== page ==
Presentation on theme: "Chapter 15 Agriculture and Pest Management Agriculture Methods Slash and Burn Agriculture. –Small areas - usually in tropics –Burning returns nutrients."— Presentation transcript:
Chapter 15 Agriculture and Pest Management Agriculture Methods Slash and Burn Agriculture. –Small areas - usually in tropics –Burning returns nutrients to soil –polyculture practiced = plant many different types of plants –Land recovers - forest re-invades Labor Intensive Agriculture Occurs under three conditions –1. When topography won’t allow mechanization –2.When crop won’t allow it –3. Where cost is prohibitive and labor cheap
Chapter 15 Mechanized Agriculture Typical of North America, Europe and former Soviet Union Requires large tracts of land Special varieties of plants that can be harvested by mechanical means (hybrids, G.E. species) monoculture = planting only one species of plants on large areas Can cause soil erosion and depletion of soil nutrients Cheap fuel - energy from fossil fuels replaces labor Has significantly increased food production
Chapter 15 Energy Versus Labor Mechanized agriculture substitutes energy from petroleum for human labor –1913 - took 135 hours of labor to produce 2,500 kilograms of corn –1980 - took 15 hours to produce 3500 kilograms of corn Energy from petroleum is used for: –Tilling, planting harvesting, pumping water, –To produce fertilizers, pesticides - herbicides, fungicides and insecticides –Changes in the cost or availability of fuel will impact on the worlds ability to feed itself!!!! Broad implication of US dependence on foreign oil
Chapter 15 Impacts of fertilizers 25% of the world’s crop yields is attributed to the use of fertilizers - no fertilizers- 25% decrease in food oil costs - poverty- hunger - fertilizer paradox Macro nutrients – nitrogen (N), phosphorus (P), potassium(K)– also C,H,O but… Micronutrient – copper zinc, iron, magnesium, manganese, boron, etc Why do we have to fertilize? Where do the Macro nutrients and micronutrients go?
Chapter 15 Inorganic fertilizers do not replace organic matter ! Why is organic matter important? Humus –prevents compaction, makes poor spaces –lowers pH –serves as food for bacteria and earthworms –holds moisture –holds nutrients and provides slow release of them, less runoff of pollutants Total dependency on inorganic fertilizers causes adverse changes in soil properties.
Chapter 15 Pesticides Pesticide = any chemical used to kill or control the populations of unwanted fungi, animals, or plants (pests). Weeds = unwanted plants –Herbicide = kills plants –Insecticide = kills insects –fungicide = kills fungi –rodenticide = kills mice and rats Target organisms = pests you desire to kill nontarget organisms = other organisms killed by a pesticide in addition to targeted pest including many beneficial organisms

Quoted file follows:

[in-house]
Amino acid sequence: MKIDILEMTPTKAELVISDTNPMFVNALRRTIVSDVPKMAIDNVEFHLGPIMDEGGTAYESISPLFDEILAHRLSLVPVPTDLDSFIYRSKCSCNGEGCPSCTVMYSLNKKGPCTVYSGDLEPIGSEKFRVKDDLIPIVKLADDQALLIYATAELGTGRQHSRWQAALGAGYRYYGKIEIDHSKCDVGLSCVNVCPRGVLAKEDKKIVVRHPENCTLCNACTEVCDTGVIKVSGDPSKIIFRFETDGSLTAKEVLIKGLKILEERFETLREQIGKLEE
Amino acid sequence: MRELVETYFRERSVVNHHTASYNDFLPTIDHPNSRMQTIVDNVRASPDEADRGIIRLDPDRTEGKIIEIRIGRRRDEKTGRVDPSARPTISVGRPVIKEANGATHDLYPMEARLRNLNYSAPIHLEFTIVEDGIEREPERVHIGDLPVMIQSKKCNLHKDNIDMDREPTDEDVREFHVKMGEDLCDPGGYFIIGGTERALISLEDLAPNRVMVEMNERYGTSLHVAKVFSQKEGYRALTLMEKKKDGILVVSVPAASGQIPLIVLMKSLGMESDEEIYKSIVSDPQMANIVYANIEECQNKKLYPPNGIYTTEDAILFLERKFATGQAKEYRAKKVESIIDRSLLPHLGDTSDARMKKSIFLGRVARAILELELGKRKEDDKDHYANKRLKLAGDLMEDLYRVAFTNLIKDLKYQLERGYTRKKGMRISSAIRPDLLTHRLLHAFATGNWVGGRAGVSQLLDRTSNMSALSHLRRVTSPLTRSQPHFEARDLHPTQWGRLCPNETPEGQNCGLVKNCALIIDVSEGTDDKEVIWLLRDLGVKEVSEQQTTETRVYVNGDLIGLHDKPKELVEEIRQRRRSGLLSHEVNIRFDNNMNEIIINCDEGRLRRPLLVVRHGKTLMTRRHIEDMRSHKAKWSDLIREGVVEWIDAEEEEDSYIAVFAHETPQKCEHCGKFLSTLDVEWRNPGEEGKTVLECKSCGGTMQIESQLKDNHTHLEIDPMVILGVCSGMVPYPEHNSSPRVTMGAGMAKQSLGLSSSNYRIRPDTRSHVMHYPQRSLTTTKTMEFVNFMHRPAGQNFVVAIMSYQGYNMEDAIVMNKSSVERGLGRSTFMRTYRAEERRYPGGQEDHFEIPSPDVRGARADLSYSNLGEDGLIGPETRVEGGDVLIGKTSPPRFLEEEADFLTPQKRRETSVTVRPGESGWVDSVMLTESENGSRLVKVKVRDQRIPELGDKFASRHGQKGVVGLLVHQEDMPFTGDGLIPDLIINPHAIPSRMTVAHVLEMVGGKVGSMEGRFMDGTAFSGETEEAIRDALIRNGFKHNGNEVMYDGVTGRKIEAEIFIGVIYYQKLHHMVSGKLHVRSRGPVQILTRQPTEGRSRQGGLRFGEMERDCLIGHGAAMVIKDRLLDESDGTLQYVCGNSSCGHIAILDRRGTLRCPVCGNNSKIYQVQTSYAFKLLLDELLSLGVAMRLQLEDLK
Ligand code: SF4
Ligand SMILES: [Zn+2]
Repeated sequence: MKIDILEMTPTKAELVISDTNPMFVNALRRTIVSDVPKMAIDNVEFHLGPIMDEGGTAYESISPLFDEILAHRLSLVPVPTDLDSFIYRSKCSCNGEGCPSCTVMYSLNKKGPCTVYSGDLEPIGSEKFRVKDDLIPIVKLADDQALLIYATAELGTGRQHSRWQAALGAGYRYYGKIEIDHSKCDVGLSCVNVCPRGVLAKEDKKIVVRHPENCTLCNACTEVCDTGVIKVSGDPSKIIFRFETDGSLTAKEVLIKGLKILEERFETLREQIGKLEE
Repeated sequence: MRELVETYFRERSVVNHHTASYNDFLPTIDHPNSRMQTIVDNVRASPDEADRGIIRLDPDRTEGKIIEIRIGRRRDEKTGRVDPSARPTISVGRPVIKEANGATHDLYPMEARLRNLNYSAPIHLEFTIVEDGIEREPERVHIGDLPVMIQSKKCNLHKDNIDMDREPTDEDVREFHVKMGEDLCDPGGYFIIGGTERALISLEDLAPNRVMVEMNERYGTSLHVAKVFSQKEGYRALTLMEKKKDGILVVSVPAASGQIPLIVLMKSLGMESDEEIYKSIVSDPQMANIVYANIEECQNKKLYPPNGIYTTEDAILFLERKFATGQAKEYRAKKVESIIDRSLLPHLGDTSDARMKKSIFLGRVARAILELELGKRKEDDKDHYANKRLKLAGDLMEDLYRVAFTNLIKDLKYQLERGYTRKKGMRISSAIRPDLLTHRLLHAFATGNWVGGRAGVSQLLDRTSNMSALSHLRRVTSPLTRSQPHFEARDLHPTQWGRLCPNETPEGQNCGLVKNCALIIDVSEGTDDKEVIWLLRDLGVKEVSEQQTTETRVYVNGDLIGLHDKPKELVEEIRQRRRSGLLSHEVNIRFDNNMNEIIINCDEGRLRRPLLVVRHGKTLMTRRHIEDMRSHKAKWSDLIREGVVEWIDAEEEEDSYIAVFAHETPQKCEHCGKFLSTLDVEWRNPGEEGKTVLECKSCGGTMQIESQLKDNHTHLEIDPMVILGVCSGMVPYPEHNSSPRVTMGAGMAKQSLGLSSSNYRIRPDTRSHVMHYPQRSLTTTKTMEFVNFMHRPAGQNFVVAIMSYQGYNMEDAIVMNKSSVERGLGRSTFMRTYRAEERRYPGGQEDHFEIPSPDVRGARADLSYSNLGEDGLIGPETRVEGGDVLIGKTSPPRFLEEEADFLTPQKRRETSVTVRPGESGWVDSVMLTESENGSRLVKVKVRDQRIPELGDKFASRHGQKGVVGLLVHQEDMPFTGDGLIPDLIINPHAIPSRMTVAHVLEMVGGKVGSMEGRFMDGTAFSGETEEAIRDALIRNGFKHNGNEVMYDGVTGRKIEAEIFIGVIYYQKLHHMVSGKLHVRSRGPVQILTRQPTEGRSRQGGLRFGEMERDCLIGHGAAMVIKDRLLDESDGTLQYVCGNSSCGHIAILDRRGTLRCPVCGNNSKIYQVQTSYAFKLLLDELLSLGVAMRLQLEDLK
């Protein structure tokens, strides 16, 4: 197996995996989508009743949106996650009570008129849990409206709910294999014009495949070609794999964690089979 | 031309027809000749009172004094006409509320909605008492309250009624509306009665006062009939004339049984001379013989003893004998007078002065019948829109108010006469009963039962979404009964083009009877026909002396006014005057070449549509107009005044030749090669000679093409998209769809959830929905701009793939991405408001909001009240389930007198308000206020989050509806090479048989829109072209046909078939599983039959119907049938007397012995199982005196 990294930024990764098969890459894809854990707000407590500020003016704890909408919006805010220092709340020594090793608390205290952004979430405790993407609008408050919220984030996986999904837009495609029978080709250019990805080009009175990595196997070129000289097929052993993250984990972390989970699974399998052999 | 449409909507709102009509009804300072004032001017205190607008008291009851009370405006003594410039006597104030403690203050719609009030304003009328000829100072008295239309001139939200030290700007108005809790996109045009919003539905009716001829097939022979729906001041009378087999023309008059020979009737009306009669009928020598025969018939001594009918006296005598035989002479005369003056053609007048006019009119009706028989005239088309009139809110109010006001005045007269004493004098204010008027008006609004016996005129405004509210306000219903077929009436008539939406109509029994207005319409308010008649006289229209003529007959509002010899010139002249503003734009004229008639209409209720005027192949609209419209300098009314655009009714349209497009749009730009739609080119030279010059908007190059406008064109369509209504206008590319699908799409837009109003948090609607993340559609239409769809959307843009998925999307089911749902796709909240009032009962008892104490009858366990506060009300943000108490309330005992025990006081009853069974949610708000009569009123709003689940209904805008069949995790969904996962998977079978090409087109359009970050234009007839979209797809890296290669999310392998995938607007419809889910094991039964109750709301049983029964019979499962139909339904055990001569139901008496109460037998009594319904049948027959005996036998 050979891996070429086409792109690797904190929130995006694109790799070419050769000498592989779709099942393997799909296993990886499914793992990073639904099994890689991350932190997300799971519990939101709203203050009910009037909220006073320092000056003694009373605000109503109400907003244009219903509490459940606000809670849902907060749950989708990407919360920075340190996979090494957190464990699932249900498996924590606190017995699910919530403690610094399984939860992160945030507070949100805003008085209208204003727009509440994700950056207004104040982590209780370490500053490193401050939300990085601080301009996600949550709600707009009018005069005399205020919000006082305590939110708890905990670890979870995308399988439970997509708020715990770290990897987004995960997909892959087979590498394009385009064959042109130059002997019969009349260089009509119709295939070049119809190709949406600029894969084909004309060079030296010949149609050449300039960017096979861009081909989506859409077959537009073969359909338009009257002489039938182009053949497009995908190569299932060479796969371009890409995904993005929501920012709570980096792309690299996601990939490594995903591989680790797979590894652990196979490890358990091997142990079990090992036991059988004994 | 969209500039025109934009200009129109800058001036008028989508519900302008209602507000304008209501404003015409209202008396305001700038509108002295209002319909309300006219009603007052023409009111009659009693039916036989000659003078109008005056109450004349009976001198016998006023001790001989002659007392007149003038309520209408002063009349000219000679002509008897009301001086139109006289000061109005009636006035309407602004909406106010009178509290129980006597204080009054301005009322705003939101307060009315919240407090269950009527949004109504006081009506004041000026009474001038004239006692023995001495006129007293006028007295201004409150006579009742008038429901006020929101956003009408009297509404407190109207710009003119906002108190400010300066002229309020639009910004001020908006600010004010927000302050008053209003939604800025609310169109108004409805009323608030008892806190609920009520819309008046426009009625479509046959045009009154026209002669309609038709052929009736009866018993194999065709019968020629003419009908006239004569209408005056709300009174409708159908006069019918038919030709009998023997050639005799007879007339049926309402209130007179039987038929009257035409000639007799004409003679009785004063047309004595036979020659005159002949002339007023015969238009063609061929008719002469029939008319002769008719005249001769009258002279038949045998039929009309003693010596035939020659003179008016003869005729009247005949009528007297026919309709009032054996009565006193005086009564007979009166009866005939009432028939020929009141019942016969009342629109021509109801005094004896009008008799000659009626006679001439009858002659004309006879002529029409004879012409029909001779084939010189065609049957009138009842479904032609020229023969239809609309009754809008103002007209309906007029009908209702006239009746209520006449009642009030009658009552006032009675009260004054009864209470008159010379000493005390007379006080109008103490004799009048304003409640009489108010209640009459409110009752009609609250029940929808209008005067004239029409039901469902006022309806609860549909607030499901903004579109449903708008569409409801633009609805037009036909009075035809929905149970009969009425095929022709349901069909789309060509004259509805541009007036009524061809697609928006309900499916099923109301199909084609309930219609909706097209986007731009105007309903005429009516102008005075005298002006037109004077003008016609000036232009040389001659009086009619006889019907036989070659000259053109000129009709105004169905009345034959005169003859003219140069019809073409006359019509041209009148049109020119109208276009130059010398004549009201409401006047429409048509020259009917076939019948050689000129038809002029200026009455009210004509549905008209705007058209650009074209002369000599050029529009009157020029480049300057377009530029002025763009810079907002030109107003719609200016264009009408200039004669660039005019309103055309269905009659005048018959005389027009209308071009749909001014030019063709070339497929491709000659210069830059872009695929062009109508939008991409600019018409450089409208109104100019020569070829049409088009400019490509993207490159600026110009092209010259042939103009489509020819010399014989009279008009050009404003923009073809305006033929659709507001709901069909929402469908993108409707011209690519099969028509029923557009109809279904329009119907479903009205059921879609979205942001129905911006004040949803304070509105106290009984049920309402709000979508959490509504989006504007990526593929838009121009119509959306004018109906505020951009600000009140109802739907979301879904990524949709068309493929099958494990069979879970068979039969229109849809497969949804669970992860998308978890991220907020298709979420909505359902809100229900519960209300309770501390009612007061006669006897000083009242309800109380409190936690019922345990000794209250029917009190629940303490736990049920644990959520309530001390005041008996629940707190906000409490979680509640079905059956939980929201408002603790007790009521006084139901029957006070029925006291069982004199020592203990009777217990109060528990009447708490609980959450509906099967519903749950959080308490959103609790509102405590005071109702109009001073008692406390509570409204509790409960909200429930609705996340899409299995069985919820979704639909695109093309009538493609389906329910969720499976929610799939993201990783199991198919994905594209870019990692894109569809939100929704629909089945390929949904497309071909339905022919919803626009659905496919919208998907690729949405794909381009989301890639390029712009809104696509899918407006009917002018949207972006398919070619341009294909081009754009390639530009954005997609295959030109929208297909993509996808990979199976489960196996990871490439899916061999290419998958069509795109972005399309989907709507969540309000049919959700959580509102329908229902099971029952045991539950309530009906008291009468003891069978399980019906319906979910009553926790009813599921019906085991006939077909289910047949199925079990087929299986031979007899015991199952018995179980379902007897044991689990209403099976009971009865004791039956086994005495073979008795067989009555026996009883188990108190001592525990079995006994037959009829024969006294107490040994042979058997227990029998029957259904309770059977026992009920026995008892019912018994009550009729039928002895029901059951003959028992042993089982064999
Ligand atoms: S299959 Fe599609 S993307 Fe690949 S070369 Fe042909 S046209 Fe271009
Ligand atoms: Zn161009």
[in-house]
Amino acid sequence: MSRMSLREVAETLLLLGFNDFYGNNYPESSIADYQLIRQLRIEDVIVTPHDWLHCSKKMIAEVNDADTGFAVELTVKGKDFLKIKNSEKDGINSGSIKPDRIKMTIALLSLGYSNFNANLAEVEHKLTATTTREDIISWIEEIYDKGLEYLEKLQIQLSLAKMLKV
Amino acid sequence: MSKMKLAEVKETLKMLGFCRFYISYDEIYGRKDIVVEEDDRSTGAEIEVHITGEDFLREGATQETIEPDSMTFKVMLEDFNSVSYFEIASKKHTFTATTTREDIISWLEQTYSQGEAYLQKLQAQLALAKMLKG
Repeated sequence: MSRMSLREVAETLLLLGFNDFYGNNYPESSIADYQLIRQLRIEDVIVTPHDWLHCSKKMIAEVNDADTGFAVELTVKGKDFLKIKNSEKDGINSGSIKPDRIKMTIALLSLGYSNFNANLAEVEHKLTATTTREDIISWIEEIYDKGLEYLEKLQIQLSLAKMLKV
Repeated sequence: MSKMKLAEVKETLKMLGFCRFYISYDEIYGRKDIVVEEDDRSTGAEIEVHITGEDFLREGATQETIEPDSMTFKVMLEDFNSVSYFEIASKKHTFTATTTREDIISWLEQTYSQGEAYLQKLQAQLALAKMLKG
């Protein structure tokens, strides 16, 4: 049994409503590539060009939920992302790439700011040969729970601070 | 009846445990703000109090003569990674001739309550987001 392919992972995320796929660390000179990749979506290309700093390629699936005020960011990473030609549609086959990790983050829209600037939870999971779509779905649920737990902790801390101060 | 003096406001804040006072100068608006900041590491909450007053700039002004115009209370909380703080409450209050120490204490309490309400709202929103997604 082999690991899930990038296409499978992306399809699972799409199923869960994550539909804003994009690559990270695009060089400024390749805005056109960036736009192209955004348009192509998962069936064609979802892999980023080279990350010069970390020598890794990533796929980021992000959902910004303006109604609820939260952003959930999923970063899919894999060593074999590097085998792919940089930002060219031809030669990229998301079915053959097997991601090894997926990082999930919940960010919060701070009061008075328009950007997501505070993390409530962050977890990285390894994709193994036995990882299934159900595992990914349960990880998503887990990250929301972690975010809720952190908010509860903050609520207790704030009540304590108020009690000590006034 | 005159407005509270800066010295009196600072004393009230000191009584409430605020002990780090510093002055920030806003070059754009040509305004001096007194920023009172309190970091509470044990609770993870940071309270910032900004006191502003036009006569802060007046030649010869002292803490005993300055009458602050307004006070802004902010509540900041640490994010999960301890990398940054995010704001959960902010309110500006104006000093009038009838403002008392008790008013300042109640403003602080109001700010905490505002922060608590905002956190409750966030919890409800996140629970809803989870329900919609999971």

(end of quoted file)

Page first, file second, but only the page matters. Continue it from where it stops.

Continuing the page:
Chapter 15 Insecticides Natural insecticides –Nicotine –Pyrethrum - chrysanthemums –Rotenone Synthetic organic insecticides 1867 - Paris green - acetate and arsenide 1942 - DDT - dichlorodiphenyltrichloroethne DDT saved 5 million lives in first ten years of uses. BUT insects became tolerant and DDT biomagnified !!!!
Chapter 15 Three Types of Synthetic Insecticides 1. Chlorinated hydrocarbons –Examples: DDT, aldrin, dieldrin, toxaphene, chlordane, mirex, kepone Mode of action – thought to be a neurotoxin, but mode(s) of action is / are not fully understood Very persistent- half life 10-15 years Banned in U.S. but still used in developing countries—problem?
Chapter 15 2. Organophosphate –Examples: Chlorpyrifos (Dursban) Diazinon (Spectracide), Malathion Mode of action - cholinesterase inhibitor Short half lives, but more toxic to humans and require more frequent applications 3. Carbamates –Examples: carbaryl (Sevin) Mode of action - cholinesterase poison Half life - short - hours/days
Chapter 15 Problems With Pesticide Use 1. Persistence - hard pesticides –Global transport - found all over the world –Bioconcentration, bioaccumulation, biomagnification (amplification) 2. Insects build up resistance 3. Impacts on non-target beneficial organisms 4. Short term and long term health problems of farm workers
Chapter 15 Reasons Pesticides Are Widely Used 1. Use of Pesticides has increased about of food that can be grown worldwide 2. Economics - cost of pesticides is less than the increased value of crops produced 3. Needed to control disease organisms
Chapter 15 Organic Farming Prior to availability of fertilizers and pesticides all farming was organic Organic farming is use of animal manure, crop rotation, mixture of crops, manual labor or biocontrol to kill pests “Organically grown” vegetables, grains and meat are gaining in popularity because of health concerns over use of pesticides and because of nutrition concerns
Chapter 15 Integrated Pest Management Integrated Pest Management = use of a variety of methods to control pests rather relying on use of pesticides alone - Integrated use of chemical, physical and biological methods of controlling pests Examples: Use of sex attractants (pheromones), male sterilization, release of predators and parasites, pest resistant crops, use of natural pesticides, modification of farming techniques